Published on GoPetition, the letter states :“If Apple renewed its public commitment to the professional filmmaking industry and its visionary product, we believe an increasing number of editors would discover the joys of using Final Cut Pro.” 

Ending with a pointed coda, the group bitterly notes that despite Apple TV+ recently becoming the first streaming platform to win the Best Picture Oscar, it’s unlikely the crew behind CODA would’ve chosen to edit the hit film with Final Cut Pro. 

‘Plans for the future’

In a supporting statement, Galliano Olivier, editor on the French drama Marianne, explains: “In France, it is extremely difficult to get permission to edit TV with Final Cut Pro. You can’t use it without fighting producers, directors, post-production supervisors, sound editors.” 

Knut Hake, editor for Netflix exclusive Bloody Red Sky, agrees, suggesting a public beta program for the video editing tool “would make a big difference for workflow consultants, systems integrators and third-party developers… it would make it much easier for people to fit Final Cut into their plans for the future.”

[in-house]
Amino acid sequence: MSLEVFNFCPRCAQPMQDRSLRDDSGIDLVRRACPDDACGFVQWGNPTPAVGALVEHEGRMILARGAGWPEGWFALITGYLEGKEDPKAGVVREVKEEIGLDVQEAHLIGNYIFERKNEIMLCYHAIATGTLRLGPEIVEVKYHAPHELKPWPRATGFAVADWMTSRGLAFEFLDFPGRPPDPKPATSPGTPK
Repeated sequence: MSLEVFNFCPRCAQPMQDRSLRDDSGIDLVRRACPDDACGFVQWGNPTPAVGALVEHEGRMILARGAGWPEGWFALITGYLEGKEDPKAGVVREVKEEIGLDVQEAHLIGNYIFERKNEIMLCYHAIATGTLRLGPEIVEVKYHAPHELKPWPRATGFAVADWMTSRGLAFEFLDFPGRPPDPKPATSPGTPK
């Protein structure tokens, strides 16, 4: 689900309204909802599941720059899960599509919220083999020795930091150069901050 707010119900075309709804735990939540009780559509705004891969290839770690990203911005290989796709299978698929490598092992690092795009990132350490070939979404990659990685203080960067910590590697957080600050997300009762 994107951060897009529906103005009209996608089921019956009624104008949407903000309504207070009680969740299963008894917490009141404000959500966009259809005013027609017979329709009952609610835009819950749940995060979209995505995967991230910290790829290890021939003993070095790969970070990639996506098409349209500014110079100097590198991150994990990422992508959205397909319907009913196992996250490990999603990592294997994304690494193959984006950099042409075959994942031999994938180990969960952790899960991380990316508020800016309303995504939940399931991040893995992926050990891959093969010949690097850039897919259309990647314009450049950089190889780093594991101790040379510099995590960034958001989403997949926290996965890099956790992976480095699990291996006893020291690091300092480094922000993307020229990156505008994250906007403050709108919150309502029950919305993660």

In a bid to increase platform adoption and tempt new editors over to FCP, the co-signatories also request the introduction of industry-specific features that have long been missing from the NLE software. 

However, Apple may need to do more than release a few patches to make Final Cut Pro the professional editing software of choice. Steve Sanders, editor-in-chief for Fox’s War of the Worlds, highlights another major problem: lack of collaboration. He said, “editing big productions needs collaboration. Different users have to be able to access the same library at the same time. There is no way around this. Avid Media Composer does it and even DaVinci Resolve does it. Apple still targets the single user. They have to change that.” 

The editors’ open letter comes just days after Apple released its latest version of Final Cut Pro. But it’ll take more than voice isolation, duplicate detection, and Mac Studio optimization to legitimize FCP in the eyes of the industry.